Steven Wilson – Hand.Cannot.Erase.
Release Date – March 2, 2015
Let me get straight to the point: Steven Wilson’s new solo album Hand.Cannot.Erase. is every bit as gorgeous sounding as the tantalizing bits of music which paved way to dominant atmospheres of darkness. In an age where music has become so pathetically disposable in the mind of an average listener, Hand.Cannot.Erase. serves as 2015’s ideal musical litmus test for the initiated and uninitiated alike. The people who get it will be in for a treat beyond treats, and the rest will simply shake their heads in bemusement. I doubt I can equate with words, what Steven Wilson creates with sound. When it comes to how he approaches his art, Wilson is something of a renaissance man. Dabbling in various musical disciplines and sub-genres that stretch across an ever-growing multitude of projects, bands and artists, Wilson has also quietly earned himself a name as the “go-to” guy for producing and remixing albums by classic progressive rock and metal acts ranging from Opeth to King Crimson.
With Guthrie Govan on lead guitar, Nick Beggs on bass, Adam Holzman on keyboards, and Marco Minnemann on drums, there just aren’t enough superlatives in the English language to express the breathtaking beauty contained within this record. There is a clear reason why Wilson is regarded as one of the most gifted and respected composers. There is clear heart and emotion behind every note they play and that is exactly what separates this album from the multitude of mindless albums out there. Right from the first track “First Regret” till the final encounter “Ascendant Here On…”, the conventional vocabulary between them just treats you with 66 minutes of dark, beautiful, cinematic, dreamy and dreary music. One cannot help but appreciate the heart-stopping melodies by Govan on guitar, beautiful passages on piano by Holzman and brilliantly executed drum lines by Minnemann.
According to Wilson, the album is written from a female perspective, and the concept and story are inspired by the case of Joyce Carol Vincent: A woman living in a large city dies in her apartment and no one misses her for three years, despite her having family and friends. This album takes you through the journey of a little old bag lady that no one notices–no one cares about. With every track you tend to relate things and analyze this complex puzzle. To be honest there really isn’t much point in analyzing each song and picking them apart since that would be a gross injustice to something that should be absorbed heart and soul. Each and every track from the album leaves the listener with a wholly unique sound. It’s like a beautiful dream where the listener enters into the mystifying world of Joyce Carol Vincent and explores her life into various segments. Tracks like “Perfect Life”, “Routine” specify how popular, attractive she was. And then we have other tracks like “Regret #9”, “Home Invasion” and “Happy Returns” where Steven Wilson has put a strong point about her journey from the beginning. She was young, she had many friends, she had family, but for whatever reason, nobody missed her for three years.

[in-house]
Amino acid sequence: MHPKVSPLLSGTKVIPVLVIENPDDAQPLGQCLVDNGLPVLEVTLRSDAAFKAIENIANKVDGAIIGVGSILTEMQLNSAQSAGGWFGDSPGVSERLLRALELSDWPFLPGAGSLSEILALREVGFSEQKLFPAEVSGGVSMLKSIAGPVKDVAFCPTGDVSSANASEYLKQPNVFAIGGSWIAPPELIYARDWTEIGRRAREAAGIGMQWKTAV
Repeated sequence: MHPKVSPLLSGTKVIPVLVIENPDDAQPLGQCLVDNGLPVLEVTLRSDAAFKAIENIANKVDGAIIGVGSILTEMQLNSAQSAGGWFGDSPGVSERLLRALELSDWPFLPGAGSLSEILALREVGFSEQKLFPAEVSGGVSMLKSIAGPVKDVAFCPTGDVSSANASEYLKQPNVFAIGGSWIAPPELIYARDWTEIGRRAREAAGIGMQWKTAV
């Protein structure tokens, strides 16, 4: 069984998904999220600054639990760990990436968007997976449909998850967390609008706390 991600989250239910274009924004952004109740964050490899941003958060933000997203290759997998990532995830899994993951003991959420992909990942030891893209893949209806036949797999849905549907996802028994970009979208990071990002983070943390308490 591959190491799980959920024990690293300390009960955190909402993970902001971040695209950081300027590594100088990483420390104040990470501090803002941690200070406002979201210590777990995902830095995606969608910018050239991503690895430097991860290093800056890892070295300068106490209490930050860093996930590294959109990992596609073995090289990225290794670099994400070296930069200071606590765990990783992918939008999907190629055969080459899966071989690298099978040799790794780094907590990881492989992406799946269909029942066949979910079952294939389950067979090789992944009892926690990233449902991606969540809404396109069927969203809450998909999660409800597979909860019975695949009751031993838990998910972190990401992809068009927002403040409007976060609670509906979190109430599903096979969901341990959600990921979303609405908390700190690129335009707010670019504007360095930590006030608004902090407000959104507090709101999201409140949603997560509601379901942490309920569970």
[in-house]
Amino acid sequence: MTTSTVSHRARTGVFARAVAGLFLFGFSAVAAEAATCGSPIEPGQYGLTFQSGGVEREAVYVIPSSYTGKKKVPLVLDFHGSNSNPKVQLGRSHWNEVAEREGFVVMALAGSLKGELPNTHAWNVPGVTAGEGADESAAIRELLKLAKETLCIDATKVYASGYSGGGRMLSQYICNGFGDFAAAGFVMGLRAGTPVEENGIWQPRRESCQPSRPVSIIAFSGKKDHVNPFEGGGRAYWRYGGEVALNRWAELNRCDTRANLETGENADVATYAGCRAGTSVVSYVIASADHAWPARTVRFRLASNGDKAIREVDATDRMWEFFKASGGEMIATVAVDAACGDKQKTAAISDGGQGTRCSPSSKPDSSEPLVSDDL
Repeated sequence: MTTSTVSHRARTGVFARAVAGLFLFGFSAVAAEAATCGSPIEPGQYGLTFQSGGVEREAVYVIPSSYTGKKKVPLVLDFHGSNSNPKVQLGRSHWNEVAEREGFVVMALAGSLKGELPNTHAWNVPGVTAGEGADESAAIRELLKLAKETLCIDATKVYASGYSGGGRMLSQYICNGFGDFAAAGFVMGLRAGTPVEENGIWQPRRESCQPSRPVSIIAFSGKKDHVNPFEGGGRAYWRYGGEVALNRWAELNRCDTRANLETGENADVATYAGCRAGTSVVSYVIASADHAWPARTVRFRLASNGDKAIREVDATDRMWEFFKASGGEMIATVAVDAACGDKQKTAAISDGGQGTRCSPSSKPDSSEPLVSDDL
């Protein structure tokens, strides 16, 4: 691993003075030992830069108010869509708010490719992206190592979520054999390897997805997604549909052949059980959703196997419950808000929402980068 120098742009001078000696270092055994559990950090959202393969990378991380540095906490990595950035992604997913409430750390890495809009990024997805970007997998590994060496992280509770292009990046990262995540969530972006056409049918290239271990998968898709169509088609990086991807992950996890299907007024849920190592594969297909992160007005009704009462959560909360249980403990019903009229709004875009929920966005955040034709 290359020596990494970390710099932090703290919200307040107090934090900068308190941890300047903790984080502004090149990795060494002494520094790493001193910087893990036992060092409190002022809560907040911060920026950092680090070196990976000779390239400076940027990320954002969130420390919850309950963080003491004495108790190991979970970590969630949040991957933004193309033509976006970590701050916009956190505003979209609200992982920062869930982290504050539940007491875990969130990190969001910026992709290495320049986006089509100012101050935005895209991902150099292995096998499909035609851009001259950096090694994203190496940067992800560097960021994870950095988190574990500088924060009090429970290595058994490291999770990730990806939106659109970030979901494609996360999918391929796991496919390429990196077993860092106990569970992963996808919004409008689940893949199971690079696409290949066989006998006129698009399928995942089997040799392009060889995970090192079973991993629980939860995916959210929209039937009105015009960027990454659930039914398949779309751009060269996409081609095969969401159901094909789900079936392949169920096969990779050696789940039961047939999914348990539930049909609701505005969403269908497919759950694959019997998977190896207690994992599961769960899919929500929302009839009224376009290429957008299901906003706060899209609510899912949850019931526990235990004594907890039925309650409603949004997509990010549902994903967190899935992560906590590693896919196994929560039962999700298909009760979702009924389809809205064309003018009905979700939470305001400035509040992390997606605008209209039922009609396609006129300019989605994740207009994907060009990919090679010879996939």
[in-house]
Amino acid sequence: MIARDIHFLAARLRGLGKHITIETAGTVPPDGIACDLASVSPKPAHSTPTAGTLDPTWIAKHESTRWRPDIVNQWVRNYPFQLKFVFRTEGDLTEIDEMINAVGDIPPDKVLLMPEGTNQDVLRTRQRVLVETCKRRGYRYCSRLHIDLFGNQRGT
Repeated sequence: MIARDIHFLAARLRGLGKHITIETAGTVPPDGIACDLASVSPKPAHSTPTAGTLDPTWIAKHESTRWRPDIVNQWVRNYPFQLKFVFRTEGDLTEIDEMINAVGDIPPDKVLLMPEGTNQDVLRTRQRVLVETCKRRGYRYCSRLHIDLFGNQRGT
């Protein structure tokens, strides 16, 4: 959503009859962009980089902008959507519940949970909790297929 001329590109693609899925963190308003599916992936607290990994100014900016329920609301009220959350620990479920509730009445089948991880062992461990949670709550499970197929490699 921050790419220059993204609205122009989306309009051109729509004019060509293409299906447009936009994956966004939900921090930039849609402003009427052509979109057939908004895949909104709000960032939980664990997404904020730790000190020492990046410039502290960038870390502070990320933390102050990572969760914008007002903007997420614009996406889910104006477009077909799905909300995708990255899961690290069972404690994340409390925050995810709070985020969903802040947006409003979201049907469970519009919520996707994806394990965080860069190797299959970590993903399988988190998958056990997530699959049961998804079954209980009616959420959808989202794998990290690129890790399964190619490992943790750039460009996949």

Steven Wilson‘s creativity has always drawn from the golden period for music, around late sixties and early seventies. Back when releasing an album became the primary means of artistic expression, when musicians liberated themselves from the three-minute pop song format, and started to draw on jazz and classical music especially, combining it with the spirit of psychedelia to create “journeys in sound.” One cannot deny the fact that this modern-day encapsulation of 70’s off-kilter acoustics, rich with lingering atmosphere and ethereal woodwinds, certainly serves as a vessel for their artistic indulgence. Interestingly Steven risks all his artistic integrity with an album that takes more than a singular listen to understand, comprehend and ultimately appreciate. And the reward for perseverance is indeed astonishing.
This album may not grab you in the same way that The Raven That Refused To Sing…, but these well-crafted, captivating sounds that emerge here are a brilliant evolution of Wilson’s repertoire. With gorgeous harmonies, captivating melodies and a stubborn, lingering sense of melancholy, this album will still have you feeling excited over Wilson regardless of what path he choose to follow.
Bottom Line – Don’t expect Steven Wilson to dive deep into Porcupine Tree. This is a different world altogether, and if this doesn’t gain him praise from even the most hardened of critics then it is a travesty.